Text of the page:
Sam, our new lab, goes beserk when he sees the cats. They have been living cordoned off in the basement for a few weeks now as we try to help him realize that his behaviour doesn't measure up. We aren't getting far in acclimating him to them as the two cats are TERRIFIED of him now. When we take him down to their zone, on his leash of course, they immediately run. This reinforces his belief that he is supposed to chase them...Argh.
Is there something more I can try? Has anyone had success with a hard-core cat hater??? I loved reading Karen's story, but as my cats won't initiate any contact with Sam, I am not sure how to breakdown the barriers to happy homelife here. I have wondered about crating up the cats so that they can't run when he approaches them, but I am afraid they would feel so threatened that it might move things backwards rather than forwards.
cat chasing problem
I have a 8 month old shar-pei, Claude, and a 5 month old kitten and they get along just fine. They always did...
One of the reasons I adopted the kitten was that my boy was becoming crazy every time we saw a cat in
the street. However this situation hasn't changed and I feel horrible that I cannot control him. The dog trainer
advised me to use a citronella collar, but the outcome was that he was terrified to even go near the areas
where the cats hang out. He even started to be afraid of me everytime I called him for a walk. I feel I have
ruined my relation with him, does anyone have any suggestions about how to handle this problem?
I am in the process of curing my cat-chasing dog. His "little sister" is a 4 month kitten and I am taking it very slowly. He has always been curious of cats and has become conditioned over time that when he approaches one they either hiss and swat or run away, so his reaction is to chase. He is at the point where he is doing very well when she comes out of her safe room and has "visitation" in the big dog crate, he lays right next to it while she tries to bat at him for attention. He has gotten used to looking at me for a click and treat and does so whenever she bats at him-pretty darn cute. One question...he is a big guy (100 lb) and in the begining snapped/mouthed at her feet, so I am concerned about the time coming when I have her run loose even while he is on leash. I am afraid that it will only take one swift move and one chomp from him and she would be a goner if his chase instinct gets the best of him. I am considering getting him accustomed to a muzzle but wanted to ask your view. He is so strong I have nothing to tether him to securely!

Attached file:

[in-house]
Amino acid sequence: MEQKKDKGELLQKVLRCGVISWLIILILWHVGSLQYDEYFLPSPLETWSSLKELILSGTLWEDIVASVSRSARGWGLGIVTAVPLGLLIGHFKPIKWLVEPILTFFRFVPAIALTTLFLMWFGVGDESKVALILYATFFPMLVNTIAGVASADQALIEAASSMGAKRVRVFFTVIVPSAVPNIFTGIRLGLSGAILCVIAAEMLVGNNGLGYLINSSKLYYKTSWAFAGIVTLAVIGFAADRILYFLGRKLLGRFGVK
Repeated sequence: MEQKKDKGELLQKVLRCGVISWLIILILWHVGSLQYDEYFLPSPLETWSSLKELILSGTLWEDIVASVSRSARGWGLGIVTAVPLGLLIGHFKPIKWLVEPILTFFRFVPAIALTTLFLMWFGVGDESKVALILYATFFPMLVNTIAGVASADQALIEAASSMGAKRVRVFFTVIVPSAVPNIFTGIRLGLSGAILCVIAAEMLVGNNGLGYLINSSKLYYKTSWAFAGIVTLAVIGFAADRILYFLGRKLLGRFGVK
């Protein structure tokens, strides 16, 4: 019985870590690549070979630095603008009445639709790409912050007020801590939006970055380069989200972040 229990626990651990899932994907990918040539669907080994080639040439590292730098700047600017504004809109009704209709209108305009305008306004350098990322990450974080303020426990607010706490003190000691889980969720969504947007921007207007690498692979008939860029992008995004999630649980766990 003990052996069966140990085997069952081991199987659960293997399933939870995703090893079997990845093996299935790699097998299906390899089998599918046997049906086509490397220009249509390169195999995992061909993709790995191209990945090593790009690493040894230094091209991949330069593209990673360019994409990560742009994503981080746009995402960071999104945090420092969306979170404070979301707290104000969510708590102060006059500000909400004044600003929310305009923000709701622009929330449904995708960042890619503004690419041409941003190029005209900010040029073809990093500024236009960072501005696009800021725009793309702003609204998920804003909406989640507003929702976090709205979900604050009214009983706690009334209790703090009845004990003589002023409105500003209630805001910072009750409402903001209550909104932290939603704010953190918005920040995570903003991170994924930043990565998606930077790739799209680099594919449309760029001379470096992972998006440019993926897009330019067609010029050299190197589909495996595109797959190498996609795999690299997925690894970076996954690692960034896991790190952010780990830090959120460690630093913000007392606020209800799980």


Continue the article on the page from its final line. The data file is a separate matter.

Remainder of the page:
Thank you for a great story, and as usual with a few laughs too - I love the "dogs play checkers, but cats play chess" comment!
I like the method, I usually recommend clients a slow systematic desensibilisation, but I can see how the addition of the clicker is likely to speed things right along
Armed and ready!
I just adopted what looks to be a German Shephard/Foxhound mix from my local city shelter. I am very worried about the safety of my cat. I have started clicker training, but she seems to be afraid of the clicker noise. Any suggestions?
RE: Armed and ready!
You could try using the click of a ballpoint pen instead - quieter sound. Or muffle it with a cloth and hold it behind your back.